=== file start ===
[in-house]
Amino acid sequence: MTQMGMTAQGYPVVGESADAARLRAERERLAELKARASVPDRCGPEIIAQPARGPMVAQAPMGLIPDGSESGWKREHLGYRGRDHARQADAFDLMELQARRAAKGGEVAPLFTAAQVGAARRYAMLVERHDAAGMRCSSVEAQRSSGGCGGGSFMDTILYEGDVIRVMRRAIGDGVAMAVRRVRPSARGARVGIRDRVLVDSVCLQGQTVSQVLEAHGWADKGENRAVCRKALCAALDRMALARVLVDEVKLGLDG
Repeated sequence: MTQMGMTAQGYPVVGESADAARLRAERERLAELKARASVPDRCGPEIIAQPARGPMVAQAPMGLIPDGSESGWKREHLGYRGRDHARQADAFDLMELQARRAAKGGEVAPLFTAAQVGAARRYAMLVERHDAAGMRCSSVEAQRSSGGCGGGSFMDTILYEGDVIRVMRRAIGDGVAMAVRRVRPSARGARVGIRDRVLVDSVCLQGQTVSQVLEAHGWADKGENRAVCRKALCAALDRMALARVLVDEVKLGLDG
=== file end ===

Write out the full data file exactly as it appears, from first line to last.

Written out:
[in-house]
Amino acid sequence: MTQMGMTAQGYPVVGESADAARLRAERERLAELKARASVPDRCGPEIIAQPARGPMVAQAPMGLIPDGSESGWKREHLGYRGRDHARQADAFDLMELQARRAAKGGEVAPLFTAAQVGAARRYAMLVERHDAAGMRCSSVEAQRSSGGCGGGSFMDTILYEGDVIRVMRRAIGDGVAMAVRRVRPSARGARVGIRDRVLVDSVCLQGQTVSQVLEAHGWADKGENRAVCRKALCAALDRMALARVLVDEVKLGLDG
Repeated sequence: MTQMGMTAQGYPVVGESADAARLRAERERLAELKARASVPDRCGPEIIAQPARGPMVAQAPMGLIPDGSESGWKREHLGYRGRDHARQADAFDLMELQARRAAKGGEVAPLFTAAQVGAARRYAMLVERHDAAGMRCSSVEAQRSSGGCGGGSFMDTILYEGDVIRVMRRAIGDGVAMAVRRVRPSARGARVGIRDRVLVDSVCLQGQTVSQVLEAHGWADKGENRAVCRKALCAALDRMALARVLVDEVKLGLDG